Corporate Life Cycle and Cost of Equity Capital
Journal of Contemporary Accounting & Economics, Volume 11, Issue 1
42 Pages Posted: 23 Dec 2013 Last revised: 7 Feb 2015
Date Written: January 01, 2015
This paper investigates the impact of the corporate life cycle on the cost of equity capital. Using a sample of Australian firms during the years 1990–2012, we find that the proxies for the cost of equity capital vary across the life cycle of the firm. In particular, we find that the cost of equity declines as the earned/contributed capital mix (a proxy for the firm life cycle) increases, after controlling for other relevant firm characteristics and unobserved heterogeneity. Moreover, when different stages of the firm life cycle are taken into account, we find that the cost of equity is higher in the introduction and decline stages and lower in the growth and mature stages, resembling a ‘U’ shaped pattern. These findings are robust when subjected to a series of sensitivity tests. Collectively, the results are consistent with the notion that firms in the introduction (or decline) stages are more risky in the sense that their resource base, competitive advantages and capabilities are limited (concentrated), while those in the growth and mature stages are relatively less risky due to the richness and diversity of their resource base, competitive advantages and capability. Hence, the market demands a higher risk premium for the former than for the latter.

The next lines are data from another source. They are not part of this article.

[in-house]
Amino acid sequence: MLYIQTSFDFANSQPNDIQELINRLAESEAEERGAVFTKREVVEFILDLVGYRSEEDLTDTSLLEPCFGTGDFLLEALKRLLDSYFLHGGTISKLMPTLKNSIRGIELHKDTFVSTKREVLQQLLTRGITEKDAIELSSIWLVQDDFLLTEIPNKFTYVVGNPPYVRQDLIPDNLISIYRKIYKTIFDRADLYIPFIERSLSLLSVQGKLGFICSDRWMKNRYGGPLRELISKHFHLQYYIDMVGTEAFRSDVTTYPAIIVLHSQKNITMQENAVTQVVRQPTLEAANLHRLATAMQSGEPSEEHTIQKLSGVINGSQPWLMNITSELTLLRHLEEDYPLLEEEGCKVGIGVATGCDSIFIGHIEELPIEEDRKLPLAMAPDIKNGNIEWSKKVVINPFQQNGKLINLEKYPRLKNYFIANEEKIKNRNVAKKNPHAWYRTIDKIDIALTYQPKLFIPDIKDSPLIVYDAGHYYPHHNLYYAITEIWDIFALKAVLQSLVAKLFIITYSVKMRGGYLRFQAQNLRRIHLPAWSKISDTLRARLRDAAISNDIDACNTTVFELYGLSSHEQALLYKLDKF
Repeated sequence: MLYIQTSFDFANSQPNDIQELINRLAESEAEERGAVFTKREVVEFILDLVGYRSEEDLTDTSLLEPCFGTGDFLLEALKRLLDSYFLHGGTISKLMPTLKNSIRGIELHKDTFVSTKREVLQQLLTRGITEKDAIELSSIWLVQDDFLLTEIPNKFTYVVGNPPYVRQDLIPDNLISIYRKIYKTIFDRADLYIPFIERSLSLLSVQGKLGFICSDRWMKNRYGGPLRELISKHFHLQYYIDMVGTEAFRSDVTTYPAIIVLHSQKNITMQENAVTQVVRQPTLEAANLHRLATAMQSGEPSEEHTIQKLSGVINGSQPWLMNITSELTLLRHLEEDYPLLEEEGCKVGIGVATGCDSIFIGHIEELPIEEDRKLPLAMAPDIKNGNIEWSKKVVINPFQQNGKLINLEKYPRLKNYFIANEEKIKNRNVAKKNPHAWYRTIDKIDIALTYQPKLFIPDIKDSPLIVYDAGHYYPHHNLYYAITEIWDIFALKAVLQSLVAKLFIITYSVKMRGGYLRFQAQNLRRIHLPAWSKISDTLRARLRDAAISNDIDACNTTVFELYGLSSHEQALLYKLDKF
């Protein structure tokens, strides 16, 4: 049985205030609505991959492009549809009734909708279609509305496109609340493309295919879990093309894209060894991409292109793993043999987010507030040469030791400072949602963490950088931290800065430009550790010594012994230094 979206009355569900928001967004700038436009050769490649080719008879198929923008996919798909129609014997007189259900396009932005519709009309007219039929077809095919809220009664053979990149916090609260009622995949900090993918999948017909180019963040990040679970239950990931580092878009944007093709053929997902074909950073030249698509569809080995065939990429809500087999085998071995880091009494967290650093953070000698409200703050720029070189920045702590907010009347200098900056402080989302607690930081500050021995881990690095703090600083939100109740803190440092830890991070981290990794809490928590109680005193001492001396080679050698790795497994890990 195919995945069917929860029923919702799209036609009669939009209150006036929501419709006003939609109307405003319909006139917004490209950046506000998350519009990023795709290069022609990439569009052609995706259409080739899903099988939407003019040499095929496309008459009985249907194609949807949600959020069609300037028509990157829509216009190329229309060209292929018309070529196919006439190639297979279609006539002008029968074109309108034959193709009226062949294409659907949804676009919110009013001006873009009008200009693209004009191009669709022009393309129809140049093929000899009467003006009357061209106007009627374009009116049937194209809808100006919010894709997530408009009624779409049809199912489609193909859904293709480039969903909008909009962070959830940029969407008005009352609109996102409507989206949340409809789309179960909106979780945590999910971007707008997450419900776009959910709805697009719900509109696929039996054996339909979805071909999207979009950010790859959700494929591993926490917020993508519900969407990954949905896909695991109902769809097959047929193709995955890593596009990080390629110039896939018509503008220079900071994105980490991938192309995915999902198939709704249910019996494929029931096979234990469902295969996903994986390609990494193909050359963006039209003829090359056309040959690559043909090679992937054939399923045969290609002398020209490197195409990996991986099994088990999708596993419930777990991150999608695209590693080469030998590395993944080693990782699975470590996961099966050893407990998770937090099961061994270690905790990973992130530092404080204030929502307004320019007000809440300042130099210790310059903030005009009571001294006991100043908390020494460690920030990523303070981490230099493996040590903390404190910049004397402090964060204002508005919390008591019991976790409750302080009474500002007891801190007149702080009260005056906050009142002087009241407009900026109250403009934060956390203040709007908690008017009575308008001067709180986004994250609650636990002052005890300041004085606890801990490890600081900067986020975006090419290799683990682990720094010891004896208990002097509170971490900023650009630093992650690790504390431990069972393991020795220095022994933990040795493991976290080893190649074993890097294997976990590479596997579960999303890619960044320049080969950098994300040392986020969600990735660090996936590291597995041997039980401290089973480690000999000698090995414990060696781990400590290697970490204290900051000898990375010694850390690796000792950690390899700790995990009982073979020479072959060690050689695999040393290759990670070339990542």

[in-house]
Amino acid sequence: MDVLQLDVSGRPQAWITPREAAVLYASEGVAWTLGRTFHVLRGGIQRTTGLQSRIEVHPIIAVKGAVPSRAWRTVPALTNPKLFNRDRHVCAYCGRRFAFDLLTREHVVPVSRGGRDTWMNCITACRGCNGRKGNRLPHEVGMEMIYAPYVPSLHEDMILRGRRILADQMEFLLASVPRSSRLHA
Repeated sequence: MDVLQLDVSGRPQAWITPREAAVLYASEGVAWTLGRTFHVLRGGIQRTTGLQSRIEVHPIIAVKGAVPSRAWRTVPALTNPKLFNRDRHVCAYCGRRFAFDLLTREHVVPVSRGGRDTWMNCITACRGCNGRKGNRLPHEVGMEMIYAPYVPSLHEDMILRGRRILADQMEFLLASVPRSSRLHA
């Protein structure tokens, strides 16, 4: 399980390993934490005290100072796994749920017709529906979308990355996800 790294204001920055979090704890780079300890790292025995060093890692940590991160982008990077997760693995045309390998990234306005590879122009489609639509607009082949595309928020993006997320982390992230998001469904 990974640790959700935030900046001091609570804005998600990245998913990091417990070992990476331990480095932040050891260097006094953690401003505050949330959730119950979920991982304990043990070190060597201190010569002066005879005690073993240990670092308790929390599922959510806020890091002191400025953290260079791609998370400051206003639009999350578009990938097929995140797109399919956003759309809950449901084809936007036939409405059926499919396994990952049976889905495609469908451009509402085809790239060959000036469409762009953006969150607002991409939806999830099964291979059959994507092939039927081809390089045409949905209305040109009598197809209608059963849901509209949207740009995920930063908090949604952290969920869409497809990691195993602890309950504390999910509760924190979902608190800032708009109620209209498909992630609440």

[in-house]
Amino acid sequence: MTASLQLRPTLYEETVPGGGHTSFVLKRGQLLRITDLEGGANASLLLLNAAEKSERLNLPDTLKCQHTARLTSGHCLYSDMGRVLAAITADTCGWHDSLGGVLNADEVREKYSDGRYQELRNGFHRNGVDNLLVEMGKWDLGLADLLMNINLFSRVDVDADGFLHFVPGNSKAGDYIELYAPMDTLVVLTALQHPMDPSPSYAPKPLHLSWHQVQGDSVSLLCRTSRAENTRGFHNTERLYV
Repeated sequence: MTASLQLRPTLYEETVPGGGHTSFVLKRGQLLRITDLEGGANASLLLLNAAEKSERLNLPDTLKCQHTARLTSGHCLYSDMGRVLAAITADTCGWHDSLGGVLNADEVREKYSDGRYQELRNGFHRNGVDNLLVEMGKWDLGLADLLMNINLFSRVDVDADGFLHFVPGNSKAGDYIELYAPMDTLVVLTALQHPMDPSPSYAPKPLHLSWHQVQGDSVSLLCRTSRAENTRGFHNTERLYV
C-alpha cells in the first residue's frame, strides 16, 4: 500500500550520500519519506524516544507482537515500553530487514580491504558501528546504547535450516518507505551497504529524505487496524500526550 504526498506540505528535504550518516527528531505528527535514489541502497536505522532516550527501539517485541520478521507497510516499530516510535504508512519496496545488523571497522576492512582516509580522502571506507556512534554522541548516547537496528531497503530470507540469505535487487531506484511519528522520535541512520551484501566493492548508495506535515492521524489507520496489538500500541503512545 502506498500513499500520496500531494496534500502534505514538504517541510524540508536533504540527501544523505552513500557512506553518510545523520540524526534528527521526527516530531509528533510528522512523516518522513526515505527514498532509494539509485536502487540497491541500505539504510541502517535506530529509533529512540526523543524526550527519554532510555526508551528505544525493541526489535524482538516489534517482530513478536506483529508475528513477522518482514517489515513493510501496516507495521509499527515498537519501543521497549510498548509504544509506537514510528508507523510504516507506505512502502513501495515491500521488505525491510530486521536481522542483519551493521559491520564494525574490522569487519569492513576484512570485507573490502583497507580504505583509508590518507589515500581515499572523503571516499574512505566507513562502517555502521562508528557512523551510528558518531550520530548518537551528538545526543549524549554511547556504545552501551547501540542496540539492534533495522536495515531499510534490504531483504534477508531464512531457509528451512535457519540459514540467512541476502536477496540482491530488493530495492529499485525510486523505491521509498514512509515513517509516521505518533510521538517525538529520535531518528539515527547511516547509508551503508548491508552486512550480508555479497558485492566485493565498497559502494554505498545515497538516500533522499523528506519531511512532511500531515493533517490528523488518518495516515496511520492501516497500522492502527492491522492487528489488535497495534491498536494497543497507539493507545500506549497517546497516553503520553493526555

Keywords: Cost of equity; Firm life cycle; Earned equity; Contributed capital
JEL Classification: D21, G12, G30, L22
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